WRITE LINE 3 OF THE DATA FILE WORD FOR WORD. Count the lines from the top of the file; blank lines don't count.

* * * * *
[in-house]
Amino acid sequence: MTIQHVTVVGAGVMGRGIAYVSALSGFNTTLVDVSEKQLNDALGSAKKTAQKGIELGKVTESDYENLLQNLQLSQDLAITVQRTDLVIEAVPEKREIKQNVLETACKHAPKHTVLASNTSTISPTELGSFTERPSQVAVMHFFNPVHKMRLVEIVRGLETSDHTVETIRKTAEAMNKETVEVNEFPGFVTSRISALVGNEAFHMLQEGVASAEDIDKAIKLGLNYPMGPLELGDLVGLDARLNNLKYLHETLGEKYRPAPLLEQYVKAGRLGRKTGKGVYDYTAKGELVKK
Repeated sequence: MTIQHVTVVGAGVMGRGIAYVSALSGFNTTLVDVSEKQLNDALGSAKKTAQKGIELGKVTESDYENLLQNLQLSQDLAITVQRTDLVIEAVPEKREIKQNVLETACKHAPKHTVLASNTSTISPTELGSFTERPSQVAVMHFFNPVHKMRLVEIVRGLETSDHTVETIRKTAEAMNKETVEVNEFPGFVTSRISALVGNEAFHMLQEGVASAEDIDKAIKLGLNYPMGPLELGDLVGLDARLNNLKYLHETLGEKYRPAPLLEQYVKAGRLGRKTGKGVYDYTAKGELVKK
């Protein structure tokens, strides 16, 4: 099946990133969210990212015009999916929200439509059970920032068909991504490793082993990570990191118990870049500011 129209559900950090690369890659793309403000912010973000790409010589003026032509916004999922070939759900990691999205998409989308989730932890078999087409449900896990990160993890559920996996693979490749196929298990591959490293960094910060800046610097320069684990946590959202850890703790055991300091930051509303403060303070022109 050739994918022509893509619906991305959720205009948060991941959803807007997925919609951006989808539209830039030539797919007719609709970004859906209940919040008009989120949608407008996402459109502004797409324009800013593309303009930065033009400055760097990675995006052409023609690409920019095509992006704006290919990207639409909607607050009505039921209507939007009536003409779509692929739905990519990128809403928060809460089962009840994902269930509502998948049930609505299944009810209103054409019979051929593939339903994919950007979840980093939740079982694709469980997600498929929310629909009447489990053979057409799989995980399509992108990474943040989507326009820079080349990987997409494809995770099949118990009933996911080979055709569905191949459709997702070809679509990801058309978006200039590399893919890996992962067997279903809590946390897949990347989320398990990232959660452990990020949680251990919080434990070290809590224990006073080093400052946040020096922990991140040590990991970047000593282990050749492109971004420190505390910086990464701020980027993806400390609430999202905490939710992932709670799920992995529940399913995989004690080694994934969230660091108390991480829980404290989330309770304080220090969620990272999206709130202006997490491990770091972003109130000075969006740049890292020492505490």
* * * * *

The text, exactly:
Repeated sequence: MTIQHVTVVGAGVMGRGIAYVSALSGFNTTLVDVSEKQLNDALGSAKKTAQKGIELGKVTESDYENLLQNLQLSQDLAITVQRTDLVIEAVPEKREIKQNVLETACKHAPKHTVLASNTSTISPTELGSFTERPSQVAVMHFFNPVHKMRLVEIVRGLETSDHTVETIRKTAEAMNKETVEVNEFPGFVTSRISALVGNEAFHMLQEGVASAEDIDKAIKLGLNYPMGPLELGDLVGLDARLNNLKYLHETLGEKYRPAPLLEQYVKAGRLGRKTGKGVYDYTAKGELVKK